Indiana University Receives $3.5 Million to Monitor Airborne Pollutants
Chicago, IL— U.S. Environmental Protection Agency Great Lakes National Program Office has awarded $3.5 million over five years to Indiana University in Bloomington and environmental scientists Ronald Hites and Ilora Basu to continue operating the U.S. portion of the Integrated Atmospheric Deposition Network (IADN), a U.S.—Canadian effort to monitor airborne pollutants in the Great Lakes.
The network is made up of 15 air-monitoring stations around the Great Lakes in the U.S. and Canada. Air and precipitation samples are collected and analyzed by the university for pollutants such as polychlorinated biphenyls (PCBs), polycyclic aromatic hydrocarbons (PAHs) and DDT. Recently, the network has included dioxins and polybrominated diphenyl ethers (PBDEs) widely used as flame retardants among the pollutants monitored. The results are used to calculate the amount of these pollutants entering the Great Lakes. Trends can be examined to measure the progress toward reducing pollution.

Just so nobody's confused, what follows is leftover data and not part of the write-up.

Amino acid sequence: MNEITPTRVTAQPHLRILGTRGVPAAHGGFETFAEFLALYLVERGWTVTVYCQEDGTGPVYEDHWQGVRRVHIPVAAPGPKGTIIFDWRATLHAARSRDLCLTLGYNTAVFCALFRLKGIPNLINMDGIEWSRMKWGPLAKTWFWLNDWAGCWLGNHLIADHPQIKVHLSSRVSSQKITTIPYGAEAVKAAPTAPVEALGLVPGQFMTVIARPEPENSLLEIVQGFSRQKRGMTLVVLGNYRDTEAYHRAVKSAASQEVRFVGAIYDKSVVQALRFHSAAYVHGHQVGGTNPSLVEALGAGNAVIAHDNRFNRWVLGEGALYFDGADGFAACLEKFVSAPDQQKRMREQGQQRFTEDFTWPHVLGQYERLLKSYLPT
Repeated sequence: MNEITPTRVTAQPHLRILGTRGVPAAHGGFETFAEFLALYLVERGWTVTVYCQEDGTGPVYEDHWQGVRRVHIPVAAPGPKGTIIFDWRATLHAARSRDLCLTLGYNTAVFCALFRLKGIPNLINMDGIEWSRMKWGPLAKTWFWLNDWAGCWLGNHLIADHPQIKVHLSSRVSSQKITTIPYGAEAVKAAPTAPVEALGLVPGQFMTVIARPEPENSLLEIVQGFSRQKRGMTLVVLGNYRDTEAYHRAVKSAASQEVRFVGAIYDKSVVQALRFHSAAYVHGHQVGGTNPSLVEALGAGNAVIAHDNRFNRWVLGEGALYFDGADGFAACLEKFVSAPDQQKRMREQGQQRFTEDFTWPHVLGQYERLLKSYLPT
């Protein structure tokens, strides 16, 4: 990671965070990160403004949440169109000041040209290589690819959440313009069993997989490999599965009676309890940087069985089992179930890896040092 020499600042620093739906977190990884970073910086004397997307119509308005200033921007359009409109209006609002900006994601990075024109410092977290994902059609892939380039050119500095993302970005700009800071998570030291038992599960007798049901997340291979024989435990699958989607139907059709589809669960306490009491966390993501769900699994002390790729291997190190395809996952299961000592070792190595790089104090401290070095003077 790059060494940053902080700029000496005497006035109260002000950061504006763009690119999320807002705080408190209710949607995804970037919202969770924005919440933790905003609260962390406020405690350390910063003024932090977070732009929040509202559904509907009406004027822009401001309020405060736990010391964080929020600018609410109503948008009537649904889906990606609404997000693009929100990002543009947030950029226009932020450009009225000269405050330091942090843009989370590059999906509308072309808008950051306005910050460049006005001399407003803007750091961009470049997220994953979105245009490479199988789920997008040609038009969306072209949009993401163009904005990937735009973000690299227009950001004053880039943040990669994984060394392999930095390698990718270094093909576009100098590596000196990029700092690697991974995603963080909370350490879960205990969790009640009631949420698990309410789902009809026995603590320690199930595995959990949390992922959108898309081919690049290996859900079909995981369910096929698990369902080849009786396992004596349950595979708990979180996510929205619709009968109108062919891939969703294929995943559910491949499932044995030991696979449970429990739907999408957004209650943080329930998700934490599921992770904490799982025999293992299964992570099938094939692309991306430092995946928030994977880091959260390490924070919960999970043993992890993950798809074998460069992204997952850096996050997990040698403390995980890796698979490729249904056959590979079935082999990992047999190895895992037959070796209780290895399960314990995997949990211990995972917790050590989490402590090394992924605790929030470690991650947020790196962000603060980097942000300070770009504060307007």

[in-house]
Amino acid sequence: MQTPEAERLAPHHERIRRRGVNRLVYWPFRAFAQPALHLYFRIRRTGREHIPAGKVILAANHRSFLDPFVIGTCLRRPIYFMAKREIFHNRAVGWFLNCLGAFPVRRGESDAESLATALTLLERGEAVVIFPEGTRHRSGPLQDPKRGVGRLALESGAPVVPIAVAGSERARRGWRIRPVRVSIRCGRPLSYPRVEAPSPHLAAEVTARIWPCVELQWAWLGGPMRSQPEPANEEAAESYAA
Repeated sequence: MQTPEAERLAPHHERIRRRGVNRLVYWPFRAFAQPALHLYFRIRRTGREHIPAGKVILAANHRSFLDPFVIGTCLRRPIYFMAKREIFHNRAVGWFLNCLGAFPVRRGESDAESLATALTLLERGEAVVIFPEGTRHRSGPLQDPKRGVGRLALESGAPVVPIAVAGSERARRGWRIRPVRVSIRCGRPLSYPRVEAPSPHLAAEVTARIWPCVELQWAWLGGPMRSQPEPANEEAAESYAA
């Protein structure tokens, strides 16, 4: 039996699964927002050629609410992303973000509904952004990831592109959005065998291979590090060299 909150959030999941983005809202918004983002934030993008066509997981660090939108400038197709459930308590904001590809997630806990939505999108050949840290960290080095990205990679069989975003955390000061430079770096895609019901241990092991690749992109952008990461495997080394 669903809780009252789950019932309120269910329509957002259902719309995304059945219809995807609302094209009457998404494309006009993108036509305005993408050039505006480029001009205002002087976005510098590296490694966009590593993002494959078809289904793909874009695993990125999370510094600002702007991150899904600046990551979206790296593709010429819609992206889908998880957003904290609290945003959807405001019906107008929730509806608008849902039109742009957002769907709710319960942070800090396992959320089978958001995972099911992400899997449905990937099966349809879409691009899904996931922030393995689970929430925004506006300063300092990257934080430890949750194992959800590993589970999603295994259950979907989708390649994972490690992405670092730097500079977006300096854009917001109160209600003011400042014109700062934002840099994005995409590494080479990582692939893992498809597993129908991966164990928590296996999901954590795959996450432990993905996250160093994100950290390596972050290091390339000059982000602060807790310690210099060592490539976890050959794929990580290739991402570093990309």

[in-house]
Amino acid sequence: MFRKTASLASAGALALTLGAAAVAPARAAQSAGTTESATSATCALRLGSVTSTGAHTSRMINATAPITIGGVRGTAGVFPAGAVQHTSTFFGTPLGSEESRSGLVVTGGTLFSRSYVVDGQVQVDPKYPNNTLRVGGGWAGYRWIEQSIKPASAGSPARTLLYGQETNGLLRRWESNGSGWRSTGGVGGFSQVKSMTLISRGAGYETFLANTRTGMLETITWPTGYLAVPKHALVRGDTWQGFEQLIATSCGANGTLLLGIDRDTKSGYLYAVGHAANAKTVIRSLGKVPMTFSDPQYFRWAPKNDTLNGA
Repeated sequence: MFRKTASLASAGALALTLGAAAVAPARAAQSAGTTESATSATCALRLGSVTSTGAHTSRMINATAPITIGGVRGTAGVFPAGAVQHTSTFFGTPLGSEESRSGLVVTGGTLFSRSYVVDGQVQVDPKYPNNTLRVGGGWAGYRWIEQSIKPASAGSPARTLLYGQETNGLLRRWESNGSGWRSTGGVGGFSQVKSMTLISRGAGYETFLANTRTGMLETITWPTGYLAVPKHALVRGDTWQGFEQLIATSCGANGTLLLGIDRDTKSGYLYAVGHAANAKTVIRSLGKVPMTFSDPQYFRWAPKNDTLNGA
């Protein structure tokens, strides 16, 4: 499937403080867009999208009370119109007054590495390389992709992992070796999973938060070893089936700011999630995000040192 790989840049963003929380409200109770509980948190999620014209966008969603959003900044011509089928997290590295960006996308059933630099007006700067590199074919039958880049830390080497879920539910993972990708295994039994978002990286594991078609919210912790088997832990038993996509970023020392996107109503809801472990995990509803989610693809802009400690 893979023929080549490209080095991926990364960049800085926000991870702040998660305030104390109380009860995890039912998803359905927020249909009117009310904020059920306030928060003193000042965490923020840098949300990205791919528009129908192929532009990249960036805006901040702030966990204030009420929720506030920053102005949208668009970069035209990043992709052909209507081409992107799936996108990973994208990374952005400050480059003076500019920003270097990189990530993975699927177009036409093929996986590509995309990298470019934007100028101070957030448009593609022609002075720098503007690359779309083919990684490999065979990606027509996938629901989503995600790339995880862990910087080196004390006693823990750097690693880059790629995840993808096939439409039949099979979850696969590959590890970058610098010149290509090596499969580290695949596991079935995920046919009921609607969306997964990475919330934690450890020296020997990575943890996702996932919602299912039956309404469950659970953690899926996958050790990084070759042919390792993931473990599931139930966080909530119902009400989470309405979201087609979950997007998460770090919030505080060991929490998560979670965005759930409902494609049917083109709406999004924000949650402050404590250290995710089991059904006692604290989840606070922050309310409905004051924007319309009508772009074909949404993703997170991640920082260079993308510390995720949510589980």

EPA is particularly concerned about persistent pollutants such as PCBs that stays in the lakes for a long time and build up in fish tissue. When people eat contaminated fish; the pollutants enter their bodies and can be harmful, especially to children and women of childbearing age. These bioaccumulative pollutants are the cause of fish consumption advisories for all of the Great Lakes.
Overall, not only can atmospheric monitoring tell if the air is getting cleaner, it can help improve understanding of how pollutants travel through the atmosphere.
Many of these pollutants can travel long distances in the air and end up far from their original sources. Air, water and precipitation samples are collected at five master sites and 10 satellite sites in the United States and Canada. Some of the sites are located in or near big cities such as Buffalo, Chicago, Detroit and Toronto. Last year a station was added in Cleveland. Other monitoring sites are in very remote areas such as the Upper Peninsula of Michigan. Recent results from IADN monitoring have shown an “urban effect” where higher levels of PCBs are found near cities, but PCBs also have been recorded at Eagle Harbor on Lake Superior in Michigan’s Upper Peninsula, a remote and seemingly pristine area. Even at low levels PCBs can be a significant source of pollution and affect the Great Lakes ecosystem.